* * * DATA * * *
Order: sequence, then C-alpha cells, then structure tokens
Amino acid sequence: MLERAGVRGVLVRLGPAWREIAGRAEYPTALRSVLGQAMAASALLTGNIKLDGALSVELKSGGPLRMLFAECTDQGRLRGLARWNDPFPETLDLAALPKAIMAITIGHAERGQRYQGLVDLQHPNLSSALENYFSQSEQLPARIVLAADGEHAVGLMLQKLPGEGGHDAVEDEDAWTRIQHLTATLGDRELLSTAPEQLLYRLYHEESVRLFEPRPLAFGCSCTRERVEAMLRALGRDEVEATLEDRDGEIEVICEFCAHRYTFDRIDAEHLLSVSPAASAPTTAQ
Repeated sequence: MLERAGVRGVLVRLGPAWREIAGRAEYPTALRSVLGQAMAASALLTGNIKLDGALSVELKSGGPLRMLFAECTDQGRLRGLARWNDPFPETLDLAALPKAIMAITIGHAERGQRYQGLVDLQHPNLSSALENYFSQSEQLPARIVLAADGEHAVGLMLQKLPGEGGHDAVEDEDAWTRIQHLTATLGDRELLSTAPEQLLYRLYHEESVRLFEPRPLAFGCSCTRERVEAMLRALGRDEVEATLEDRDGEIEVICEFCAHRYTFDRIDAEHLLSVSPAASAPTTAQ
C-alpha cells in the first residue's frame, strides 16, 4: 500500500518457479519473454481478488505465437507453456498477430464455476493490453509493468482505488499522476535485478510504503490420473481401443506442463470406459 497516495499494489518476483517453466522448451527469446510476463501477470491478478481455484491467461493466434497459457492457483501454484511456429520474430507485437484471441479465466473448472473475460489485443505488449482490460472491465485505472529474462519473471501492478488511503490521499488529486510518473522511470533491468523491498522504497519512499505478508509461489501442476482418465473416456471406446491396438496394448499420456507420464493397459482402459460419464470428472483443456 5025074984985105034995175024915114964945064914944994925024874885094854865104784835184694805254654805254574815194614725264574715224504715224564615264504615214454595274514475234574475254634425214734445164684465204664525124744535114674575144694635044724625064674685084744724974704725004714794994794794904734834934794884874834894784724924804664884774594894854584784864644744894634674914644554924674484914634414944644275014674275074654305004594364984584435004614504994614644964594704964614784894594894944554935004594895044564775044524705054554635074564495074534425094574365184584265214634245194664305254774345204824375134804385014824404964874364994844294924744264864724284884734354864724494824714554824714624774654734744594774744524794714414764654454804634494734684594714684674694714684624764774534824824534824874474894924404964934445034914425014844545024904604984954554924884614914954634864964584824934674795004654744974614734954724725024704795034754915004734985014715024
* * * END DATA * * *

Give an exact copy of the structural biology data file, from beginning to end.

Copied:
Order: sequence, then C-alpha cells, then structure tokens
Amino acid sequence: MLERAGVRGVLVRLGPAWREIAGRAEYPTALRSVLGQAMAASALLTGNIKLDGALSVELKSGGPLRMLFAECTDQGRLRGLARWNDPFPETLDLAALPKAIMAITIGHAERGQRYQGLVDLQHPNLSSALENYFSQSEQLPARIVLAADGEHAVGLMLQKLPGEGGHDAVEDEDAWTRIQHLTATLGDRELLSTAPEQLLYRLYHEESVRLFEPRPLAFGCSCTRERVEAMLRALGRDEVEATLEDRDGEIEVICEFCAHRYTFDRIDAEHLLSVSPAASAPTTAQ
Repeated sequence: MLERAGVRGVLVRLGPAWREIAGRAEYPTALRSVLGQAMAASALLTGNIKLDGALSVELKSGGPLRMLFAECTDQGRLRGLARWNDPFPETLDLAALPKAIMAITIGHAERGQRYQGLVDLQHPNLSSALENYFSQSEQLPARIVLAADGEHAVGLMLQKLPGEGGHDAVEDEDAWTRIQHLTATLGDRELLSTAPEQLLYRLYHEESVRLFEPRPLAFGCSCTRERVEAMLRALGRDEVEATLEDRDGEIEVICEFCAHRYTFDRIDAEHLLSVSPAASAPTTAQ
C-alpha cells in the first residue's frame, strides 16, 4: 500500500518457479519473454481478488505465437507453456498477430464455476493490453509493468482505488499522476535485478510504503490420473481401443506442463470406459 497516495499494489518476483517453466522448451527469446510476463501477470491478478481455484491467461493466434497459457492457483501454484511456429520474430507485437484471441479465466473448472473475460489485443505488449482490460472491465485505472529474462519473471501492478488511503490521499488529486510518473522511470533491468523491498522504497519512499505478508509461489501442476482418465473416456471406446491396438496394448499420456507420464493397459482402459460419464470428472483443456 5025074984985105034995175024915114964945064914944994925024874885094854865104784835184694805254654805254574815194614725264574715224504715224564615264504615214454595274514475234574475254634425214734445164684465204664525124744535114674575144694635044724625064674685084744724974704725004714794994794794904734834934794884874834894784724924804664884774594894854584784864644744894634674914644554924674484914634414944644275014674275074654305004594364984584435004614504994614644964594704964614784894594894944554935004594895044564775044524705054554635074564495074534425094574365184584265214634245194664305254774345204824375134804385014824404964874364994844294924744264864724284884734354864724494824714554824714624774654734744594774744524794714414764654454804634494734684594714684674694714684624764774534824824534824874474894924404964934445034914425014844545024904604984954554924884614914954634864964584824934674795004654744974614734954724725024704795034754915004734985014715024